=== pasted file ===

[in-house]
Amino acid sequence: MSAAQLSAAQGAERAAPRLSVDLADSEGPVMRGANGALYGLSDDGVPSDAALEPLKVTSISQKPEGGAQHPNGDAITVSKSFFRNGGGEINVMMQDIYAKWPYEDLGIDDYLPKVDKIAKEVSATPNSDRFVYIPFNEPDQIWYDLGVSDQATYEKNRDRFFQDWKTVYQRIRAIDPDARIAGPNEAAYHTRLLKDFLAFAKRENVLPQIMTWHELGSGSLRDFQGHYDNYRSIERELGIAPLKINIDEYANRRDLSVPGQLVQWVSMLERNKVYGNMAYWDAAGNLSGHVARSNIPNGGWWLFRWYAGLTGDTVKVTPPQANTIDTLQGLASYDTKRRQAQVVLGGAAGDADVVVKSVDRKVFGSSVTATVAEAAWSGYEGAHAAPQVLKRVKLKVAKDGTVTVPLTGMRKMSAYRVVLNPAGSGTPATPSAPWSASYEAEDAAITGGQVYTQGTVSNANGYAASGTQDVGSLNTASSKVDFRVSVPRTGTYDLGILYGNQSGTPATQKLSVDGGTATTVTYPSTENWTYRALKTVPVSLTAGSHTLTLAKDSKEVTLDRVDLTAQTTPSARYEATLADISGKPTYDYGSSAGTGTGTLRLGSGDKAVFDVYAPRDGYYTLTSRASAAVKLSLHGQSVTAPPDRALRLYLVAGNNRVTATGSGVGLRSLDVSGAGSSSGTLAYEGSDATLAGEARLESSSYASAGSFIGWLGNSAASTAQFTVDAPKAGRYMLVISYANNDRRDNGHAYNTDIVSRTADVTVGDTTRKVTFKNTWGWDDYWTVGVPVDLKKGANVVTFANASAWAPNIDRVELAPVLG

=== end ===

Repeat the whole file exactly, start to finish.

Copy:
[in-house]
Amino acid sequence: MSAAQLSAAQGAERAAPRLSVDLADSEGPVMRGANGALYGLSDDGVPSDAALEPLKVTSISQKPEGGAQHPNGDAITVSKSFFRNGGGEINVMMQDIYAKWPYEDLGIDDYLPKVDKIAKEVSATPNSDRFVYIPFNEPDQIWYDLGVSDQATYEKNRDRFFQDWKTVYQRIRAIDPDARIAGPNEAAYHTRLLKDFLAFAKRENVLPQIMTWHELGSGSLRDFQGHYDNYRSIERELGIAPLKINIDEYANRRDLSVPGQLVQWVSMLERNKVYGNMAYWDAAGNLSGHVARSNIPNGGWWLFRWYAGLTGDTVKVTPPQANTIDTLQGLASYDTKRRQAQVVLGGAAGDADVVVKSVDRKVFGSSVTATVAEAAWSGYEGAHAAPQVLKRVKLKVAKDGTVTVPLTGMRKMSAYRVVLNPAGSGTPATPSAPWSASYEAEDAAITGGQVYTQGTVSNANGYAASGTQDVGSLNTASSKVDFRVSVPRTGTYDLGILYGNQSGTPATQKLSVDGGTATTVTYPSTENWTYRALKTVPVSLTAGSHTLTLAKDSKEVTLDRVDLTAQTTPSARYEATLADISGKPTYDYGSSAGTGTGTLRLGSGDKAVFDVYAPRDGYYTLTSRASAAVKLSLHGQSVTAPPDRALRLYLVAGNNRVTATGSGVGLRSLDVSGAGSSSGTLAYEGSDATLAGEARLESSSYASAGSFIGWLGNSAASTAQFTVDAPKAGRYMLVISYANNDRRDNGHAYNTDIVSRTADVTVGDTTRKVTFKNTWGWDDYWTVGVPVDLKKGANVVTFANASAWAPNIDRVELAPVLG